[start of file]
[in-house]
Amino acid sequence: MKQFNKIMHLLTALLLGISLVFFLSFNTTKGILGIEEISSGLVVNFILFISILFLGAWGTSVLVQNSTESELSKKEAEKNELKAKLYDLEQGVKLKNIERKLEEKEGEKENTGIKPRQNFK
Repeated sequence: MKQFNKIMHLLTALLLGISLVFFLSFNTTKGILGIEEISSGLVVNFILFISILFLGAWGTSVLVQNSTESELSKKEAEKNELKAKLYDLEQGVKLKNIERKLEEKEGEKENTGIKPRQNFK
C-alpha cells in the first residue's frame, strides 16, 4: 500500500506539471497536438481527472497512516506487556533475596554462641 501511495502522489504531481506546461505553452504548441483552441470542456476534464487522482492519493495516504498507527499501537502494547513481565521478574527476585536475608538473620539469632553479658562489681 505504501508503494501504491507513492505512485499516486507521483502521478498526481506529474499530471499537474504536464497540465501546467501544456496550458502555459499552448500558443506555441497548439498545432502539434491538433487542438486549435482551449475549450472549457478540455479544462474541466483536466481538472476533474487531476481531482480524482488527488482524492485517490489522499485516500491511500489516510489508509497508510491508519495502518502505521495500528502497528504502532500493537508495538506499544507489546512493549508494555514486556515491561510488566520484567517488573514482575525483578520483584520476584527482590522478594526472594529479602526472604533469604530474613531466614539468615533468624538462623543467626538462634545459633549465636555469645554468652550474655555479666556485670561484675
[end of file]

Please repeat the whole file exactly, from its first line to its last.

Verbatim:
[in-house]
Amino acid sequence: MKQFNKIMHLLTALLLGISLVFFLSFNTTKGILGIEEISSGLVVNFILFISILFLGAWGTSVLVQNSTESELSKKEAEKNELKAKLYDLEQGVKLKNIERKLEEKEGEKENTGIKPRQNFK
Repeated sequence: MKQFNKIMHLLTALLLGISLVFFLSFNTTKGILGIEEISSGLVVNFILFISILFLGAWGTSVLVQNSTESELSKKEAEKNELKAKLYDLEQGVKLKNIERKLEEKEGEKENTGIKPRQNFK
C-alpha cells in the first residue's frame, strides 16, 4: 500500500506539471497536438481527472497512516506487556533475596554462641 501511495502522489504531481506546461505553452504548441483552441470542456476534464487522482492519493495516504498507527499501537502494547513481565521478574527476585536475608538473620539469632553479658562489681 505504501508503494501504491507513492505512485499516486507521483502521478498526481506529474499530471499537474504536464497540465501546467501544456496550458502555459499552448500558443506555441497548439498545432502539434491538433487542438486549435482551449475549450472549457478540455479544462474541466483536466481538472476533474487531476481531482480524482488527488482524492485517490489522499485516500491511500489516510489508509497508510491508519495502518502505521495500528502497528504502532500493537508495538506499544507489546512493549508494555514486556515491561510488566520484567517488573514482575525483578520483584520476584527482590522478594526472594529479602526472604533469604530474613531466614539468615533468624538462623543467626538462634545459633549465636555469645554468652550474655555479666556485670561484675